The current war in Yemen – where cholera, hunger and war pose a triple threat – is being called one of the worst humanitarian disasters of our time. But how did it start? Who is involved? And what is the impact on children?
How did it start?
In March 2015, a complex and long-running political crisis in Yemen became a full-scale conflict.
This happened after a coalition, led by Saudi Arabia, launched a military operation in support of the Yemeni government. Their aim was to dislodge Houthi forces from territory seized in previous months.
Before the war began, Yemen was already the poorest country in the Arab world, with over 54% of the population living in absolute poverty.
Who’s fighting who?
Broadly speaking, we can divide the groups involved into three categories: the Houthis, the Saudi Arabian-led coalition, and Al-Qaeda and ISIS.
- Houthis – In September 2014, the Houthi opposition seized control of parts of Yemen, including the capital Sana’a. In February 2015, it dissolved the parliament and replaced the government with a presidential council. This prompted Yemen’s President Hadi to flee to Aden, in the south of the country, and then to Saudi Arabia. The Houthis are supported by former President, Ali Abdullah Saleh.
- Saudi-led coalition – In March 2015, a coalition of ten states led by Saudi Arabia – endorsed by Western governments, including the US and Britain – launched a military intervention against Houthi targets, at the request of President Hadi. The military operation was initially airborne but more recently has involved ground troops. Houthis have also launched missile rocket attacks into Saudi Arabia from their border positions.
- Al-Qaeda and ISIS – In the context of a security vacuum, the dynamics in Yemen are complicated even more by the presence of several non-state groups, including AQAP (al-Qaeda in the Arabian Peninsula) and ISIS.
What’s the impact of the fighting?
Children – killed and wounded
Reports say that since March 2015 the war has claimed nearly 6,000 lives, almost half of whom are believed to be civilians.
The impact on children has been devastating.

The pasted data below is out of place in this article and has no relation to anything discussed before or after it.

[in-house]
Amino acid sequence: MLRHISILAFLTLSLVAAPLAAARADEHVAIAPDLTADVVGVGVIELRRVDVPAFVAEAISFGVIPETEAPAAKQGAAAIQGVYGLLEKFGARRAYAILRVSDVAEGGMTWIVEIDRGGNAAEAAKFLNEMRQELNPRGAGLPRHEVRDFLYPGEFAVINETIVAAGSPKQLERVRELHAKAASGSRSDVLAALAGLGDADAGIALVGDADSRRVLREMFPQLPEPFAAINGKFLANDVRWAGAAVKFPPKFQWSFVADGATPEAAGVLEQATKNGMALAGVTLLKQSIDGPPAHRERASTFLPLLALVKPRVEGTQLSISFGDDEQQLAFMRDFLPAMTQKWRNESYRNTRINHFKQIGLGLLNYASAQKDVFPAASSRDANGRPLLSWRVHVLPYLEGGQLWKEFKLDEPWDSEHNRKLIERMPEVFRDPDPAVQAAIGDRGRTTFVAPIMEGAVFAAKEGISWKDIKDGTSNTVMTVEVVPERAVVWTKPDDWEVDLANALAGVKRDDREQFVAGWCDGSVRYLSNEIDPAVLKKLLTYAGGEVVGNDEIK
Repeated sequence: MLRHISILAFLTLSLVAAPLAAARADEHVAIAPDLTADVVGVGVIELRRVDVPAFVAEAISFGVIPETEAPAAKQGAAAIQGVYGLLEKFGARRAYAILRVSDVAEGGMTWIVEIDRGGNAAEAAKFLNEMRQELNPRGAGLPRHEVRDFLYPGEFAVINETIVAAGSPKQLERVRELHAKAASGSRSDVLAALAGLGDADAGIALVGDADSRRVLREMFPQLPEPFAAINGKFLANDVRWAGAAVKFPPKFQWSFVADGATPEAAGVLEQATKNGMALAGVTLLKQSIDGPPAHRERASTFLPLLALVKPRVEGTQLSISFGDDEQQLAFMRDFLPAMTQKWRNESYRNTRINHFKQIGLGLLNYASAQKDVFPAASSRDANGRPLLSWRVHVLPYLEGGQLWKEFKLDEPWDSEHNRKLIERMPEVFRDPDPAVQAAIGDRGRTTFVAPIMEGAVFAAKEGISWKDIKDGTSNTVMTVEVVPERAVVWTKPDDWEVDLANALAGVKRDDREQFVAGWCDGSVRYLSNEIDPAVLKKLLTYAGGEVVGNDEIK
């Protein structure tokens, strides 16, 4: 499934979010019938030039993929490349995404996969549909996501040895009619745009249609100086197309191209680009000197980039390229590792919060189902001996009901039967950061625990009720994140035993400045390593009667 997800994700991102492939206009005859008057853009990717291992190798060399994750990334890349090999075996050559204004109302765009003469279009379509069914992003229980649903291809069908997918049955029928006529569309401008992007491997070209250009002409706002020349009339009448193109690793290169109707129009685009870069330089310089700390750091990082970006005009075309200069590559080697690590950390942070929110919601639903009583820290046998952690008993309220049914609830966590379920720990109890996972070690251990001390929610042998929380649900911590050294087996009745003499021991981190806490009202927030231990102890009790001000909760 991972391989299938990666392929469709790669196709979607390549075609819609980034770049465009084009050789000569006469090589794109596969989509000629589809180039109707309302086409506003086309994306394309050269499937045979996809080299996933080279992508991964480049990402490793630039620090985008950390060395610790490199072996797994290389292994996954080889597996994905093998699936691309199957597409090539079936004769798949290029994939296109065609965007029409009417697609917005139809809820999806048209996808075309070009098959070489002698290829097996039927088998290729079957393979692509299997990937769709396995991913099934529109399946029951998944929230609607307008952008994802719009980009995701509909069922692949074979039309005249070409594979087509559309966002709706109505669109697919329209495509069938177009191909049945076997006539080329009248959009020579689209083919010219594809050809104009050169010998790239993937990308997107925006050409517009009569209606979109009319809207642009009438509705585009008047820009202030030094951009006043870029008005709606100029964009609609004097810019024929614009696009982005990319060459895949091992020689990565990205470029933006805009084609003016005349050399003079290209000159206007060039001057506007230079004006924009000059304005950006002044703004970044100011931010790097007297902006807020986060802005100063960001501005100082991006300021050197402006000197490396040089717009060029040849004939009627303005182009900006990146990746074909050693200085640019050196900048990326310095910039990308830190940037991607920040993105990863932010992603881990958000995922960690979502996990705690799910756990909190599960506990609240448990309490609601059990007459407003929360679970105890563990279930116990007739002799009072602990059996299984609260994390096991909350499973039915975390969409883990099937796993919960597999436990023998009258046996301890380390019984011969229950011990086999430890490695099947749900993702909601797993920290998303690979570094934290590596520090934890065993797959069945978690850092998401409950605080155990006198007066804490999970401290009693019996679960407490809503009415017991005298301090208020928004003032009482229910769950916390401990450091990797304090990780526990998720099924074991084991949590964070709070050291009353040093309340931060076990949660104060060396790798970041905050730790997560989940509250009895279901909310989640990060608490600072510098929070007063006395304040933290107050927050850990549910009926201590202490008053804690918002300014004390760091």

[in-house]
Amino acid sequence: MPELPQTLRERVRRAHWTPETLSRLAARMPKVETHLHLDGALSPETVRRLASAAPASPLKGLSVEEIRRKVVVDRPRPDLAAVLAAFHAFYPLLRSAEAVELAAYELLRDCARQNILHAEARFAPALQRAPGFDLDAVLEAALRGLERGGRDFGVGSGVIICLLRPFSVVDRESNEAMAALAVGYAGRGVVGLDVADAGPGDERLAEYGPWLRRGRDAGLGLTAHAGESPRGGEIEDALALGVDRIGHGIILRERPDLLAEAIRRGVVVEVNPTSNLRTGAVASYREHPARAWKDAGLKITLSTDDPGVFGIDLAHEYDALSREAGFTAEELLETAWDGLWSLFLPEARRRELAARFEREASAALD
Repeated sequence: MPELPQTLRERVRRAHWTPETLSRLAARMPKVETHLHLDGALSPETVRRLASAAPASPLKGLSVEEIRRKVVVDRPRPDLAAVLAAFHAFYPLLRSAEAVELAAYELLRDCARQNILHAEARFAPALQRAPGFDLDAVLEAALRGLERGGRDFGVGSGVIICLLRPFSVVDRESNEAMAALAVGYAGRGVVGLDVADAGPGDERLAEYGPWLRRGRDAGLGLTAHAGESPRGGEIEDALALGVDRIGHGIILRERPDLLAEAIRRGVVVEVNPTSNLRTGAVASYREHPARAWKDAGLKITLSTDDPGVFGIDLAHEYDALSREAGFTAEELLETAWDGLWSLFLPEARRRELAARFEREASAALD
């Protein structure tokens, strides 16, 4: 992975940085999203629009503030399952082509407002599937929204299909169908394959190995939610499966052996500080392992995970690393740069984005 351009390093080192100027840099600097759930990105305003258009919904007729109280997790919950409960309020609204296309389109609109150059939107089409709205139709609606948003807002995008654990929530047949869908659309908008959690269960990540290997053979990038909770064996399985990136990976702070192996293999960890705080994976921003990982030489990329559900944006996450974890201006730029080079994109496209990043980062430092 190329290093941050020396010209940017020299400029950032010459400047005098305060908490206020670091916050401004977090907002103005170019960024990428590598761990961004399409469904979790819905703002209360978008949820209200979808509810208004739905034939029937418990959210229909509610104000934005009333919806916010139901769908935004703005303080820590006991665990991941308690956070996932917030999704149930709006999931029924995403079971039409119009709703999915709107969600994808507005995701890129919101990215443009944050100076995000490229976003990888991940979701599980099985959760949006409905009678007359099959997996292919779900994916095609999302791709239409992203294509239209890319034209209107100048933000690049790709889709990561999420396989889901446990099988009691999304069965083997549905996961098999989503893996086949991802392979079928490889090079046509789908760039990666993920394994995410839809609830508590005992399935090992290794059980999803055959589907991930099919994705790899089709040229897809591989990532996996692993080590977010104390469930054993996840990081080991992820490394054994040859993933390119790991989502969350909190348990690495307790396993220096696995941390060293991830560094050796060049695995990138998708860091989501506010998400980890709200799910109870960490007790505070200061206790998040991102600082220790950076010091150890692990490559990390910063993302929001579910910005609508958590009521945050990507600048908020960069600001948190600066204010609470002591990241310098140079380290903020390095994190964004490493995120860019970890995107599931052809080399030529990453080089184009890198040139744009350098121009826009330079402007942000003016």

Reports say that 747 children have been killed and over 1,100 wounded. But actual figures are believed to be higher. The insecurity has led 168,000 people to flee the country. More than 2.5 million are internally displaced.
After the conflict escalated in 2015, the Saudi-led coalition imposed a de-facto blockade. This continues to cause severe shortages of food, medicine and fuel. Insecurity and access restrictions make it hard to get aid into the country and get humanitarian assistance to people in the hardest to reach areas.
Schools and hospitals
Hospitals have been destroyed and damaged in aerial bombardments and ground attacks. Together with a lack of vital supplies and staff, this has resulted in hundreds of health facilities either closing or partially closing.
Intensive bombing has also resulted in the closure of schools. Over 1,000 schools remained unusable at the end of 2015 as a result of conflict-related damage, or because they are being used as shelters for internally displaced persons.
It’s getting worse
Despite peace talks, the conflict has intensified in recent weeks with particularly heavy bombing in the densely populated city of Sana’a.
The fighting has now led to the biggest outbreak of cholera in the world. At the moment, 1 million malnourished children are living in areas where cholera infection levels are high.
So far, the international community has failed to act to protect Yemen’s children. All sides are at fault for this war and its horrific consequences – and they must all be held to account for it.
The UN: turning a blind eye?
Every year the United Nations publishes the ‘Children in Armed Conflict’ report. This report names the countries and other forces that are bombing schools and hospitals, killing and maiming children.
Last year, following intense pressure from Saudi Arabia, the previous UN Secretary-General, Ban Ki-moon, removed the Saudi-led coalition from the report despite its actions in Yemen. In the 2016 report, Houthi forces were listed along with other parties to Yemen’s conflict, including government troops and Al Qaeda.
And while the UN turned a blind eye, the Saudi-led coalition continued to kill and maim children, bomb schools and destroy hospitals.
How we can stop the conflict
We know that the Saudi-led coalition has been responsible for at least 23 attacks – which have either hit children’s schools or hospitals, or killed and maimed children.
In this years’ report, we want to ensure all parties involved in the war are held to account and that no one is powerful enough to get away with killing children.
We’ve launched a petition to the UN Secretary General urging him to re-list the Saudi-led coalition. But it won’t work without your help.